After going through several versions of his disengagement plan, Prime Minister Ariel Sharon has now returned to the exact point from which he started when he first publicized the idea in an interview with Yoel Marcus of Haaretz on February 2.
Then, Sharon said he intended to evacuate 17 settlements in Gaza and another "three problematic settlements" in the northern West Bank. In the ensuing weeks, there were leaks of a much broader withdrawal being contemplated - from 17 (or 15, or 20, or 25) settlements in the West Bank and from the Philadelphi Route, along the border between Gaza and Egypt, as well as from the Gaza settlements.
These "trial balloons" were floated in various ways: Sharon "explored alternatives" with different ministers, while National Security Adviser Giora Eiland frequently briefed foreign diplomats, who in turn spoke with Israeli journalists and politicians. Someone even gave Ma'ariv an old version of Eiland's recommendations.
In the end, however, Sharon returned to his original plan, which was also the defense establishment's recommendation: withdrawal from the Gaza settlements but not the Philadelphi Route, and a purely symbolic withdrawal in the West Bank. And in this way, everyone was happy: The army and the Likud ministers could say that they managed to "block Sharon," while the prime minister succeeded in getting backing for exactly what he originally wanted.
But Sharon's plan contains another, and much more significant, full circle. In exchange for the withdrawal, the prime minister is asking U.S. President George W. Bush to issue a presidential statement recognizing Israel's future annexation, as part of a permanent-status agreement, of the major settlement blocs: Ariel, Ma'aleh Adumim, Gush Etzion and the settlements around Jerusalem. This is precisely what former president Bill Clinton proposed to then-prime minister Ehud Barak in 2000: a plan in which Israel would retain 4 to 6 percent of the West Bank containing 80 percent of the Jewish settlers. As Sharon's bureau chief, Dov Weisglass, told Bush's staff: "[America] has already agreed to the settlement blocs."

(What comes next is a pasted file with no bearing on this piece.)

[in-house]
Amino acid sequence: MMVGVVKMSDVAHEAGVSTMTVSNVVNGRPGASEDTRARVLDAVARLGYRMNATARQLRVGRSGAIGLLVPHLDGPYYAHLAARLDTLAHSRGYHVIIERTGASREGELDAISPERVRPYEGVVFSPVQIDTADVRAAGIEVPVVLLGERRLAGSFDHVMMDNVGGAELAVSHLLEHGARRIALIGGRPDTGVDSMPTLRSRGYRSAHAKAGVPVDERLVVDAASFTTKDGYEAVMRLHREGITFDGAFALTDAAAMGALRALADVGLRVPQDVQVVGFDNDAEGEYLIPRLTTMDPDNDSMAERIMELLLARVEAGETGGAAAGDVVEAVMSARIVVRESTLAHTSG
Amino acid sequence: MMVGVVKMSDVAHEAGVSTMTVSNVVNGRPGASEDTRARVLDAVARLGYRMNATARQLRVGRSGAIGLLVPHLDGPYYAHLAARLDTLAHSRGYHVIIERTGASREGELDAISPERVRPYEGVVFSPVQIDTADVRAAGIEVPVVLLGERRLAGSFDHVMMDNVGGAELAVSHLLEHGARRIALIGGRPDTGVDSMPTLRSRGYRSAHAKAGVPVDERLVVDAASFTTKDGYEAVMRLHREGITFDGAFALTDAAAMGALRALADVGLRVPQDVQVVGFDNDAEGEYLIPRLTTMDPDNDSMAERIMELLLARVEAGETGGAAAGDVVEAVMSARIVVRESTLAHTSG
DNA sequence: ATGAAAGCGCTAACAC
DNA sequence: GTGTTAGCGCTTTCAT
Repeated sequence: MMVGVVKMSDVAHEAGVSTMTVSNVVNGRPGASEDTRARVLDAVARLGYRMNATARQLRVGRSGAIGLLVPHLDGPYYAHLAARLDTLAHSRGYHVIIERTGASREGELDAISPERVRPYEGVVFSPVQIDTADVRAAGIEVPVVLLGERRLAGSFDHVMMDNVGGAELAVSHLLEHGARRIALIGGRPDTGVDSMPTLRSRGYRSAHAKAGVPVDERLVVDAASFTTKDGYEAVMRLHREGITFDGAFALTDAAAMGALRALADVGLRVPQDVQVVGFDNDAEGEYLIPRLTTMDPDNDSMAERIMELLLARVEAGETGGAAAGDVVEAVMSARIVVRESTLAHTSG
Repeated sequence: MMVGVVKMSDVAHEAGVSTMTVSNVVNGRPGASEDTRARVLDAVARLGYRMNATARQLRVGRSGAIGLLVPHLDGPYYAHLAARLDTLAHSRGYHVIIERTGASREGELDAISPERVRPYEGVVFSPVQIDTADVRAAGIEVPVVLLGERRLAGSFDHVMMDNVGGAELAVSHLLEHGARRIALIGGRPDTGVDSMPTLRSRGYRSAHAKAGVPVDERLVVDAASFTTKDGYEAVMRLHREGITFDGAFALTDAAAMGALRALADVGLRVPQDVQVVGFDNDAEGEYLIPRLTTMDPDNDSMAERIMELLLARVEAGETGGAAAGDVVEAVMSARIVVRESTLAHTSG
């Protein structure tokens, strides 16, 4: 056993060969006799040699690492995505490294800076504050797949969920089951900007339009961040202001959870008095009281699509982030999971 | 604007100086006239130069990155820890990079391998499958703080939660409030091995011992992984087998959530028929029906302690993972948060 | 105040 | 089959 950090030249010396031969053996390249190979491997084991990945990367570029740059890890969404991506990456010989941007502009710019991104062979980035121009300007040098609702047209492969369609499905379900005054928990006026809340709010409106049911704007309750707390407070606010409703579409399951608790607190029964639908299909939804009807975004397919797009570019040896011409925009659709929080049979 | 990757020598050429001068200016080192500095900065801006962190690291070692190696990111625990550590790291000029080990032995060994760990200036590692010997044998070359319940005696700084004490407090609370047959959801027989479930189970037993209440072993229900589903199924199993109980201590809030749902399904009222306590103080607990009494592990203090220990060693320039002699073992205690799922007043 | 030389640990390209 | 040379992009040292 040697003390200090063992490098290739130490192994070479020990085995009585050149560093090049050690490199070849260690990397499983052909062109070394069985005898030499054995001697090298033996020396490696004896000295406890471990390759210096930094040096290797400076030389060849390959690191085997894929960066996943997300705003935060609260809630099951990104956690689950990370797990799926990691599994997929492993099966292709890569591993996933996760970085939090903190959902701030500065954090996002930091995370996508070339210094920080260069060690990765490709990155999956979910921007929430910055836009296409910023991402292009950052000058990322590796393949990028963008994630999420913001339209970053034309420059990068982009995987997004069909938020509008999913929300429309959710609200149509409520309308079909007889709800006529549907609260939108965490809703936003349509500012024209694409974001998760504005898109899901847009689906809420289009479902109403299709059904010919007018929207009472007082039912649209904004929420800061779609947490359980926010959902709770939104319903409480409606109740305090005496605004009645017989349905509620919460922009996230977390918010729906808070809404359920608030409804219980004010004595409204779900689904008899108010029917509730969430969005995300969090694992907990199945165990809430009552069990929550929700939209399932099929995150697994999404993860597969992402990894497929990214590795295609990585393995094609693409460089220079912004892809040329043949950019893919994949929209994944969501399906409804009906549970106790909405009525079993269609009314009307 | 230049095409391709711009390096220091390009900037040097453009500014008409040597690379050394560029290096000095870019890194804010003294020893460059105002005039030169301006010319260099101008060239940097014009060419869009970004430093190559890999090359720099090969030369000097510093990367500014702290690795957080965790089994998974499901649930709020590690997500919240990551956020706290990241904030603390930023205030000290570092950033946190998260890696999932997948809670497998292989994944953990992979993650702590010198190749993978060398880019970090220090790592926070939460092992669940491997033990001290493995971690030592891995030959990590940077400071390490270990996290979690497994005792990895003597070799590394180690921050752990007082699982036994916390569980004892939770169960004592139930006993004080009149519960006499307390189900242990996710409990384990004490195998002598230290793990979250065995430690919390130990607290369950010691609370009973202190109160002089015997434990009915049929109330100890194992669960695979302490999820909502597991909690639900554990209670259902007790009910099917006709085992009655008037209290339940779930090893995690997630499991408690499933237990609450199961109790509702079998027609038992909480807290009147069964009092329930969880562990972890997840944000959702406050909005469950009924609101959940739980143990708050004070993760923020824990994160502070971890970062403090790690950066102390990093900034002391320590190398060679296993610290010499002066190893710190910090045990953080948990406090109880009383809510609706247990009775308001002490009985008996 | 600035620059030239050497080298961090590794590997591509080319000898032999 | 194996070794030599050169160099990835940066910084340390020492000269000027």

But the Israeli plan can also be seen in the negative: If Sharon wants American recognition for the annexation of 5 percent of the West Bank, he is implicitly conceding the other 95 percent. His office denies this, saying that this will merely constitute the starting point for future negotiations, during which Israel will demand additional parts of the West Bank. But why would the U.S. agree to that in the future?
It is hard not to conclude that Israel has fought the Palestinians for three-and-a-half years in order to return to the exact point at which the intifada broke out. How else does one explain that after all the terror attacks, deaths, recession, reoccupation of the West Bank, and Yasser Arafat's confinement, Israel is asking for a renewed American commitment to the Clinton plan?
From Sharon's perspective, American recognition of the settlement blocs is meant mainly to pacify the Likud ministers, who are demanding "something in exchange for the withdrawal." Bush's support is also meant to show the plan's opponents in the Likud that the American president does not view it as "rewarding terrorism" - a criticism that its local critics have frequently hurled at the unilateral pullback.
But Weisglass' main job during his trip to Washington this week will be to obtain assurances from the U.S. that Israel will not be expected to negotiate with the Palestinians until they change their leadership and halt terror. In this way, Israel will effectively receive the "long-term interim agreement" that Sharon has always wanted.
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